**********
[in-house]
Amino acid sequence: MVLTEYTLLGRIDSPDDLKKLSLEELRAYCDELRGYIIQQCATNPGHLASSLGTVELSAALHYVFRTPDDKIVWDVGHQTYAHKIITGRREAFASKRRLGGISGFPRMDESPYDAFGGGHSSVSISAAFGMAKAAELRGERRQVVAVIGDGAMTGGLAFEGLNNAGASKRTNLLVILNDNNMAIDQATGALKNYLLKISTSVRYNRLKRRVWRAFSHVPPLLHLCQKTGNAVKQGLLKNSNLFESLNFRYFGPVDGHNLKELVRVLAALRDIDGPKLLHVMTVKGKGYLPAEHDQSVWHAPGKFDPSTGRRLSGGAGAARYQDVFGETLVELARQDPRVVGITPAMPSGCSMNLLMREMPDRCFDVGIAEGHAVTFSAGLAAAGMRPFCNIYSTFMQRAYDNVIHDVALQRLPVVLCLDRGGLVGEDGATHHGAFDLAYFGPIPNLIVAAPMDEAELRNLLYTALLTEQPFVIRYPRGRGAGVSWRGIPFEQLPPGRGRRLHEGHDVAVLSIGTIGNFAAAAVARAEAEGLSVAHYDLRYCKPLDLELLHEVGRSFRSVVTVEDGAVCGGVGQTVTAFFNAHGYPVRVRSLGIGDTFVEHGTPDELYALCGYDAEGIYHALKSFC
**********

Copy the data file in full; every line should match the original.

[in-house]
Amino acid sequence: MVLTEYTLLGRIDSPDDLKKLSLEELRAYCDELRGYIIQQCATNPGHLASSLGTVELSAALHYVFRTPDDKIVWDVGHQTYAHKIITGRREAFASKRRLGGISGFPRMDESPYDAFGGGHSSVSISAAFGMAKAAELRGERRQVVAVIGDGAMTGGLAFEGLNNAGASKRTNLLVILNDNNMAIDQATGALKNYLLKISTSVRYNRLKRRVWRAFSHVPPLLHLCQKTGNAVKQGLLKNSNLFESLNFRYFGPVDGHNLKELVRVLAALRDIDGPKLLHVMTVKGKGYLPAEHDQSVWHAPGKFDPSTGRRLSGGAGAARYQDVFGETLVELARQDPRVVGITPAMPSGCSMNLLMREMPDRCFDVGIAEGHAVTFSAGLAAAGMRPFCNIYSTFMQRAYDNVIHDVALQRLPVVLCLDRGGLVGEDGATHHGAFDLAYFGPIPNLIVAAPMDEAELRNLLYTALLTEQPFVIRYPRGRGAGVSWRGIPFEQLPPGRGRRLHEGHDVAVLSIGTIGNFAAAAVARAEAEGLSVAHYDLRYCKPLDLELLHEVGRSFRSVVTVEDGAVCGGVGQTVTAFFNAHGYPVRVRSLGIGDTFVEHGTPDELYALCGYDAEGIYHALKSFC